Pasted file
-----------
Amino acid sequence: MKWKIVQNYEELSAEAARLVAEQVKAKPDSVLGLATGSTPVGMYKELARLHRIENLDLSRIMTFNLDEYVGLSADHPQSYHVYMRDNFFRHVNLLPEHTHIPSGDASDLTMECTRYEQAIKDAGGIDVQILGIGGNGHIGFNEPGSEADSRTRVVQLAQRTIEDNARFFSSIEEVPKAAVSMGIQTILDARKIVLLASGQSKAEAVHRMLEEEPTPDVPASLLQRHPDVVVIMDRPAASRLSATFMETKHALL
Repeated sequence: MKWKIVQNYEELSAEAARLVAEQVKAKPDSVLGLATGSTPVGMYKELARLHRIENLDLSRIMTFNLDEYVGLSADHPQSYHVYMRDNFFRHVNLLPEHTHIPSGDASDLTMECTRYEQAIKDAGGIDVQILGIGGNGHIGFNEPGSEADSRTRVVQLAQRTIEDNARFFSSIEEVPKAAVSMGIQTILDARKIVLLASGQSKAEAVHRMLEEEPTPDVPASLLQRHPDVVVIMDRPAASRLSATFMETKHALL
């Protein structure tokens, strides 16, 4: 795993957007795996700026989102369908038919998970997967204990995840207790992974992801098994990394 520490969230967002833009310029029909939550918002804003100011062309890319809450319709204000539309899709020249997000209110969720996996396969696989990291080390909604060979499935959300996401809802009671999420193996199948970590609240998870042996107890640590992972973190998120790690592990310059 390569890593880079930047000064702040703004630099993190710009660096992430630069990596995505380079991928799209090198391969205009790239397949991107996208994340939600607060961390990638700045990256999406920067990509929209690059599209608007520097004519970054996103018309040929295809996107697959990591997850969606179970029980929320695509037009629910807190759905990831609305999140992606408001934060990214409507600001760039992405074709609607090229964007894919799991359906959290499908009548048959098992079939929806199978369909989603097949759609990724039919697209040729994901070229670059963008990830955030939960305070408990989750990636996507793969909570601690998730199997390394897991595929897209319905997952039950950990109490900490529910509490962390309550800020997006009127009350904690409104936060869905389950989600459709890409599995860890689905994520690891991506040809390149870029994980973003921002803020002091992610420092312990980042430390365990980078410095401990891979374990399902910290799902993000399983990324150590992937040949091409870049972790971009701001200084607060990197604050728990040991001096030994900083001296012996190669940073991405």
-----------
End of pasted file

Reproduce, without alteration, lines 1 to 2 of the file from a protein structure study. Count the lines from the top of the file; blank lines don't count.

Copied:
Amino acid sequence: MKWKIVQNYEELSAEAARLVAEQVKAKPDSVLGLATGSTPVGMYKELARLHRIENLDLSRIMTFNLDEYVGLSADHPQSYHVYMRDNFFRHVNLLPEHTHIPSGDASDLTMECTRYEQAIKDAGGIDVQILGIGGNGHIGFNEPGSEADSRTRVVQLAQRTIEDNARFFSSIEEVPKAAVSMGIQTILDARKIVLLASGQSKAEAVHRMLEEEPTPDVPASLLQRHPDVVVIMDRPAASRLSATFMETKHALL
Repeated sequence: MKWKIVQNYEELSAEAARLVAEQVKAKPDSVLGLATGSTPVGMYKELARLHRIENLDLSRIMTFNLDEYVGLSADHPQSYHVYMRDNFFRHVNLLPEHTHIPSGDASDLTMECTRYEQAIKDAGGIDVQILGIGGNGHIGFNEPGSEADSRTRVVQLAQRTIEDNARFFSSIEEVPKAAVSMGIQTILDARKIVLLASGQSKAEAVHRMLEEEPTPDVPASLLQRHPDVVVIMDRPAASRLSATFMETKHALL